Faced with its inability to find sufficient peer students to create the separate class called for by the IEP, BHRSD made its program available to out-of-district students. BHRSD solicited students from the Special Education Directors from the Lee, Lenox, Southern Berkshire, Richmond and Farmington River Regional School Districts, but without success. No additional children were identified for Student’s class. Exhibit S-50.

BHRSD does not dispute its responsibility to provide a class of 6 to 8 children pursuant to the 8/28/02 to 6/20/03 IEP. There is no doubt that it believed that it should provide such a classroom pursuant to Student’s IEP, and it made reasonable efforts to do so, but BHRSD was unable to find sufficient other children to make up a peer group of at least six children until it opened the classroom to 2 nd graders (as discussed below in part B of this Decision).

Similarly, Mother does not dispute that BHRSD made good faith efforts to find a peer group of at least 6 children for her daughter, with the result that Mother believes that it is not possible for BHRSD to create an appropriate classroom for Student. In addition, Mother agrees that an appropriate program cannot be located within a reasonable commuting distance (the parties agree that there is no such program within a one and a half hour driving distance from the school district4 ), and both parties further agree that residential placement is not appropriate for Student.

I find that BHRSD provided Student with a class of 3 children. Accordingly, BHRSD did not implement the class of 6 to 8 children described by the 8/28/02 to 6/20/03 IEP.

2. Implementation of the 2/6/03 to 6/20/03 IEP .

During the current academic year, the IEP governing Student’s placement was the fully accepted IEP for the period 8/28/02 to 6/20/03 (discussed above in part A) until a new IEP was fully accepted by Mother on February 12, 2003 (Exhibits P-1, S-49). The new IEP was for the period 2/6/03 to 6/20/03. This is the IEP currently in effect.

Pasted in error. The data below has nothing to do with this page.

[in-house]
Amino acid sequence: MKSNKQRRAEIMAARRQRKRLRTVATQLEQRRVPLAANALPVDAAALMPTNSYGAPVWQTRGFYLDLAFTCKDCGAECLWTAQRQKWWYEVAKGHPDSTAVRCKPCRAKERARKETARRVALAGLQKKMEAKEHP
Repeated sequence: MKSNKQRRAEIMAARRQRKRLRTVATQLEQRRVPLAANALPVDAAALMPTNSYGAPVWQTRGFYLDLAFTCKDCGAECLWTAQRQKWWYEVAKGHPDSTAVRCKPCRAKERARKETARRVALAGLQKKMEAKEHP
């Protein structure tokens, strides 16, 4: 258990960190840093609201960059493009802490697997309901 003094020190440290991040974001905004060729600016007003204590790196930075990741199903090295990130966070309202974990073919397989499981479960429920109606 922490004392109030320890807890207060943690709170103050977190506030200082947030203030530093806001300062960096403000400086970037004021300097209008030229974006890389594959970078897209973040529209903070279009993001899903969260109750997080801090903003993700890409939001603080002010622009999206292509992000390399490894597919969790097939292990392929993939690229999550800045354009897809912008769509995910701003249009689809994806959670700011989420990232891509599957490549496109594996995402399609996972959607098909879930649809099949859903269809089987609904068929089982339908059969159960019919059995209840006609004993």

Although both IEPs offered a small, separate classroom for Student, the actual language used by the IEPs was somewhat different. The first IEP called for a “separate small class (6-8 students)”, while the new IEP offered a “separate small class with no more than 6-8 students, with communication and language disabilities, in the class at a time” (emphasis supplied). Once Mother accepted the new IEP on February 12, 2003, the responsibility of BHRSD changed to providing a classroom of no more than 6 to 8 children.

At some point in time (Mother believes in January 2003 but no evidence was submitted on this issue), faced with an inability to find additional children for Student’s classroom, BHRSD decided to open the classroom to children in other grades (kindergarten through 2 nd grade) who would benefit from a language-based classroom. Exhibit S-50.